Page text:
"I remember (says the Baron of Verulam) to have seen the heart of a man who was embowelled (a punishment inflicted in this country on the execution of a traitor), which, being thrown into the fire according to custom, leaped out, at first a foot and a half high, and then less by degrees, for the space, to the best of my remembrance, of seven or eight minutes. Ancient tradition, and worthy of credit, is, of a man who was embowelled in pursuance of that kind of punishment above-mentioned; after his heart was entirely torn out of his body, and in the hand of the executioner, he was heard to say three or four words of prayer." Francisci Baronis de Verulamio, Vicecomitis Sancti Albani, Historia Vitæ et Mortis, in his Lordship's Works, vol. II. 178, 179, fol. edit. 1740.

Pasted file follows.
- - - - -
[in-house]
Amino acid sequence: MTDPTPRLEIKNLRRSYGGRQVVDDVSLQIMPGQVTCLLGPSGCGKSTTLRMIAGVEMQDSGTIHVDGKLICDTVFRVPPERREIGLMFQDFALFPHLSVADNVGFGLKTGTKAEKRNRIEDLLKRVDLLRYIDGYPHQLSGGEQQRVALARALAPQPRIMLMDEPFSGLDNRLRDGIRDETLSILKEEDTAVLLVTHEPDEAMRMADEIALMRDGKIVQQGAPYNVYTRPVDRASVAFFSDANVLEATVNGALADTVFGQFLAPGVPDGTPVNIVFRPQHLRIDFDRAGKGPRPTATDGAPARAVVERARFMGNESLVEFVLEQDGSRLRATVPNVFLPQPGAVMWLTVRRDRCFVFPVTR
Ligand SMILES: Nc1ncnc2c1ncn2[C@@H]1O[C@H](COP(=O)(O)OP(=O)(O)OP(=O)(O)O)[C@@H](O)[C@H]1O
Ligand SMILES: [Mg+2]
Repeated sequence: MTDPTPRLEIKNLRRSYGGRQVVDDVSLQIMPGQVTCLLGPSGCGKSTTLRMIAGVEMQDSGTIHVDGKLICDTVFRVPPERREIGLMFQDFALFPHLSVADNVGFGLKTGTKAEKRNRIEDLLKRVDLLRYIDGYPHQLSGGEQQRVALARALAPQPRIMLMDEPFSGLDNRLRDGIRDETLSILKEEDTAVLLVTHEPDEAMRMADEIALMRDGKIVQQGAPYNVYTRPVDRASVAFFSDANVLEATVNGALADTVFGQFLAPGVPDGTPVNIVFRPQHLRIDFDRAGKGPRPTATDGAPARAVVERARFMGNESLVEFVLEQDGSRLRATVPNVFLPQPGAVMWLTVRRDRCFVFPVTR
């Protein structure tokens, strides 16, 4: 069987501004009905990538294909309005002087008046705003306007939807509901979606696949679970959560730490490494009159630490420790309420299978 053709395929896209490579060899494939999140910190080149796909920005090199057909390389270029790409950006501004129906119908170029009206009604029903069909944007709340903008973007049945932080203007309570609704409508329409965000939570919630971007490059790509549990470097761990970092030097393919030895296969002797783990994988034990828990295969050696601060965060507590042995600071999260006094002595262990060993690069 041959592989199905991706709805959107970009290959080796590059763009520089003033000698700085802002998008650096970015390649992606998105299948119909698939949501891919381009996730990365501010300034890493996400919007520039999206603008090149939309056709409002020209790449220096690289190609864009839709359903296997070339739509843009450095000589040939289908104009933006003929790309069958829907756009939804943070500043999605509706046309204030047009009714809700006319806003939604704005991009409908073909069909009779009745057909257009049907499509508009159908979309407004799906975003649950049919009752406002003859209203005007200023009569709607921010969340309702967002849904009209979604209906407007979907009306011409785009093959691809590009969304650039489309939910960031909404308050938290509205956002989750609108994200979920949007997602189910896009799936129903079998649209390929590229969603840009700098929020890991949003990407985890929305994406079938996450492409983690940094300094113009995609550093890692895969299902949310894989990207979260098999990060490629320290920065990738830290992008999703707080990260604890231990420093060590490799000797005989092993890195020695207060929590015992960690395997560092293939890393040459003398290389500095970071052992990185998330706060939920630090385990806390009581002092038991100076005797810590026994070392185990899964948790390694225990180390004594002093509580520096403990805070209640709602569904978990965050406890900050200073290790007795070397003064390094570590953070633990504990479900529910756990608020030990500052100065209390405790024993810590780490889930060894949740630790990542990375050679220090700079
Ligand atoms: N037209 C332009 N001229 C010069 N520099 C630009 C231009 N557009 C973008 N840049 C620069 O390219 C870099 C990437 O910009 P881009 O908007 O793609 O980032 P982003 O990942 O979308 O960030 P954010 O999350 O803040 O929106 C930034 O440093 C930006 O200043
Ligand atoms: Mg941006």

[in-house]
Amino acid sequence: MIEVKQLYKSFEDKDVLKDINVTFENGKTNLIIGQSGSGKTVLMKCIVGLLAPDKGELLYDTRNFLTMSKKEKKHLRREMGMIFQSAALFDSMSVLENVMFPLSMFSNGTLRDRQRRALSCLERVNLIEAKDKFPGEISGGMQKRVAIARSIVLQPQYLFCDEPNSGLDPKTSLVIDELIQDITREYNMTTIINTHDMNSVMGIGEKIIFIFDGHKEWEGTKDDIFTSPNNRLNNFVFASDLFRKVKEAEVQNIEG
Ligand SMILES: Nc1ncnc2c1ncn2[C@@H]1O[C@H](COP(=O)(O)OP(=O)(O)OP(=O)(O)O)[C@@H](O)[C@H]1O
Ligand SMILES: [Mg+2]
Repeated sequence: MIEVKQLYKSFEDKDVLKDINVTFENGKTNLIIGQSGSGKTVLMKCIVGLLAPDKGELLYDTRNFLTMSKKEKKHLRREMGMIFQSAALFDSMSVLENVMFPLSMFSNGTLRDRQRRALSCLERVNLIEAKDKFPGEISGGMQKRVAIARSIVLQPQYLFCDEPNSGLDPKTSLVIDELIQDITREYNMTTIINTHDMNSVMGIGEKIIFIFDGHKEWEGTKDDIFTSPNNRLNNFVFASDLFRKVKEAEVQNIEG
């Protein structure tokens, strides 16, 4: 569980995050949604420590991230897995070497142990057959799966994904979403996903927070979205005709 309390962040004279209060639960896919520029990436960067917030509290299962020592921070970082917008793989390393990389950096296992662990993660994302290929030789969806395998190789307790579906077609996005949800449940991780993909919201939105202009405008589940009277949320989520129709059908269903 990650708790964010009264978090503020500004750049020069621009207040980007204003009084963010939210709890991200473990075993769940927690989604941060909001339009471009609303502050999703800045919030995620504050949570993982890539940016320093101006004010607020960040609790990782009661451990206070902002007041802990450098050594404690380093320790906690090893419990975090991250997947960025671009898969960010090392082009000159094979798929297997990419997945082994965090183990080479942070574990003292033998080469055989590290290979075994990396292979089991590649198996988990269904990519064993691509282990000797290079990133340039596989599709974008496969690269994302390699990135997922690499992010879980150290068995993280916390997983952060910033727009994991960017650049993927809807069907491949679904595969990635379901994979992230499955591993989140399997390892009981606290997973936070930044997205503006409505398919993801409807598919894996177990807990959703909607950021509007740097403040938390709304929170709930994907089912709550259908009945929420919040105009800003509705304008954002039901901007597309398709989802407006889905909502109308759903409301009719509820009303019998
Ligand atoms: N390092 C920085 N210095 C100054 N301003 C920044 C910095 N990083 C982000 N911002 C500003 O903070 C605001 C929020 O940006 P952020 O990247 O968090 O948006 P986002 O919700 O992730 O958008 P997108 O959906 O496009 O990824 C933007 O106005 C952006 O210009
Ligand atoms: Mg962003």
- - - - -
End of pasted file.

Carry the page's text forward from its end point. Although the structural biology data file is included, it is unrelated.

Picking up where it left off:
We have stated the author's title, as he himself has set it forth, thus at large, for the purpose of making an observation; which is, that, though he is scarcely known by any other title than Lord Bacon, it is a title he lays no claim to; for, his creation seems singular, not being thereby made Lord Bacon as well as a Baron and a Viscount. But to return to Sir Everard Digby. We presume the above relation

to be the story alluded to by Wood, with the substitution of an asseveration instead of an ejaculation; and, as Sir Everard was convicted upon his own confession, it may be fairly supposed that the passage in Lord Bacon is misconstrued by. the Oxonian Historiographer.

His Lordship there also relates, that